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Neal Cooper

Neal is a Chef with over a decade's worth of culinary experience which has taken him from Canada to the UK including one of London's finest michelin starred restaurants. His passion, dedication and enthusiasm is infectious and you'll be sure to have a great class or two with him!

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Interview

Tell us a little about your experience as a chef

I lived in a small tourist town in Canada and when I was 15 the local Hotels were the best place to get a job. I started washing pots in a busy restaurant and really got along with all the Chefs. There was something about the camaraderie that really attracted me, like a band of pirates, sailing the seas and just doing what needs to be done. After my first 6 weeks in the kitchen, my Chef, Virginia Marr asked if I would be interested in joining the brigade and I humbly accepted. From there on it was hard work, long nights, lots of yelling, a few tears and even more sweat...I Loved It! It's strange I became a Chef considering while I was growing up my mother would not let any of us help her in the kitchen. She was a very adventurous cook but thought it was too dangerous being around knives and fire!

What attracted you to teaching?

Since I started managing kitchens I really found a lot of pride in training young chefs and helping them develop both with skill and passion. One of my greatest achievements so far is a Chef that I took straight from college, who worked for me for 3 years, went on to manage his own fine dining kitchen in Italy. Also the opinionated debates that arise in the kitchen about "what's the best way", "the fastest way" or simply "Your way" of doing the same job in the kitchen are always a lot of fun! Teaching allows me to enjoy these aspects every day.

What is your signature dish?

This is a question that I have been asked a lot in the past few years and is still a question I find impossible to answer. Any dish that I have ever created or innovated is in constant development. Maybe something to do with perfectionist issues. I think if I had created a dish that had my signature to it and it needed to be made the same way every time, I would get extremely bored and resentful with it. Cooking, for me, is about passion and feeling, using ingredients that are available, throwing love into them and seeing what develops with the finished product.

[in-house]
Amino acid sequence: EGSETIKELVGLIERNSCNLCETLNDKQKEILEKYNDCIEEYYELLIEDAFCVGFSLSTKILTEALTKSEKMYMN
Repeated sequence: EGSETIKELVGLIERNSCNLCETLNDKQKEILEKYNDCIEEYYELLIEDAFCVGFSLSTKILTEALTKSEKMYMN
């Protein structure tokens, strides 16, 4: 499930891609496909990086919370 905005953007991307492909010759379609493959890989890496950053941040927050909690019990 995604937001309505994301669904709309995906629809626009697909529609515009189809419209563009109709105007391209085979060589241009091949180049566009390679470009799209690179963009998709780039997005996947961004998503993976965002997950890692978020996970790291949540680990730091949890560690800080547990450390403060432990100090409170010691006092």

What is your favourite class to teach and why?

I do really enjoy the French classes and the Pastry classes the most. I suppose because of the amount of technique and precision involved in them. It probably has a lot to do with the fact that I have mainly worked in French restaurants or for French chefs. In saying that though, I really enjoy the Thai classes, because of the balance of flavours Thai cuisine and I just find the dishes can be very fresh and healthy. Basically I'm undecided about this question too - who wrote these questions!!!

What advice do you have for budding chefs?

My advice to budding Chefs is never take the job too seriously. It is hard work and long hours but, if you have the passion for it, one of the most instantly self-rewarding jobs you will ever encounter. Don't be afraid to try something new, make mistakes or just plain and simply say that "you don't know". Most of all, enjoy what you do and take pride in what you've done. At the end of the day, we are not saving lives, just giving people a great night out!